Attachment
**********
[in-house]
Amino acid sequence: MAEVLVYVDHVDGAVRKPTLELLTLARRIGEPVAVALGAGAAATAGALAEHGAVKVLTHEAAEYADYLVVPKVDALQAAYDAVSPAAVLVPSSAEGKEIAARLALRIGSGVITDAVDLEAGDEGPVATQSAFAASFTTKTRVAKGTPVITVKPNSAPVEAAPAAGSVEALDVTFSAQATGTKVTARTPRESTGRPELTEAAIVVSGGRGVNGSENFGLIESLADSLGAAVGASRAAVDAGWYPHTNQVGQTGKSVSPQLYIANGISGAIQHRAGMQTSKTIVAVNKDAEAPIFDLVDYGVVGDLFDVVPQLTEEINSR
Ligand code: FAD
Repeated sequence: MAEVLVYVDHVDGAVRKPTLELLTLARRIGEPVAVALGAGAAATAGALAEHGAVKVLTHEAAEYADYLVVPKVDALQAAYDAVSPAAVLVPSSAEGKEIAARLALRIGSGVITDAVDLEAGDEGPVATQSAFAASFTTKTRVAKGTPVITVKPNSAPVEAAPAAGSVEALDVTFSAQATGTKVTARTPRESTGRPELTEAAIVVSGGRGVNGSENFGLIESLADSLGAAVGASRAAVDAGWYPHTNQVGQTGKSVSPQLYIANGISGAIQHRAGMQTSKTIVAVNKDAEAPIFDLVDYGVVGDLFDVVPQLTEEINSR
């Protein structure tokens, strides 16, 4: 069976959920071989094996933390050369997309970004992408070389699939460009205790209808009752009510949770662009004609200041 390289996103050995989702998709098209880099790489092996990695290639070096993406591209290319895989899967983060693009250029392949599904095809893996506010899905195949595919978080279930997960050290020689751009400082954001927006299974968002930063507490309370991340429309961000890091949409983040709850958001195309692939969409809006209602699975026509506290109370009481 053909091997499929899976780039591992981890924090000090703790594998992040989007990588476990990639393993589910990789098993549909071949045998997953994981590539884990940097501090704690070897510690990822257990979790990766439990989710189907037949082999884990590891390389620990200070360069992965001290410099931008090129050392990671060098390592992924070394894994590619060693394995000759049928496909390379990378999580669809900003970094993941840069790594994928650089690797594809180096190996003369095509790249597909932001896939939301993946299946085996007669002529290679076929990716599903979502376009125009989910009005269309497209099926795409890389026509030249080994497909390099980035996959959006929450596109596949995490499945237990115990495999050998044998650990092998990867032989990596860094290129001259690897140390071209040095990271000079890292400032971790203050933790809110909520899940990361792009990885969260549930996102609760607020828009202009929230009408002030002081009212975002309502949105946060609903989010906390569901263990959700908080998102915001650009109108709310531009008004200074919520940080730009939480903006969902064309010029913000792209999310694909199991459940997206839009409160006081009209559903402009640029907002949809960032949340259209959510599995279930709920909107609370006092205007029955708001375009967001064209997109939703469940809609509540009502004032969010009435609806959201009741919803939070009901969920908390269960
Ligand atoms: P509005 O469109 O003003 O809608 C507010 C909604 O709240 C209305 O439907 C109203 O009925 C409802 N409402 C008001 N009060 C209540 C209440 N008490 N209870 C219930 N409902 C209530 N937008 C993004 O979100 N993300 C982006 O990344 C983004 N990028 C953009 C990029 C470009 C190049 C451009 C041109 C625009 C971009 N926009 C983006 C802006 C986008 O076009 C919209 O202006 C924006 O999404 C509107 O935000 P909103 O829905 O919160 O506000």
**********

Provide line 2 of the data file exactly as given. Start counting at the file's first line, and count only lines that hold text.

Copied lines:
Amino acid sequence: MAEVLVYVDHVDGAVRKPTLELLTLARRIGEPVAVALGAGAAATAGALAEHGAVKVLTHEAAEYADYLVVPKVDALQAAYDAVSPAAVLVPSSAEGKEIAARLALRIGSGVITDAVDLEAGDEGPVATQSAFAASFTTKTRVAKGTPVITVKPNSAPVEAAPAAGSVEALDVTFSAQATGTKVTARTPRESTGRPELTEAAIVVSGGRGVNGSENFGLIESLADSLGAAVGASRAAVDAGWYPHTNQVGQTGKSVSPQLYIANGISGAIQHRAGMQTSKTIVAVNKDAEAPIFDLVDYGVVGDLFDVVPQLTEEINSR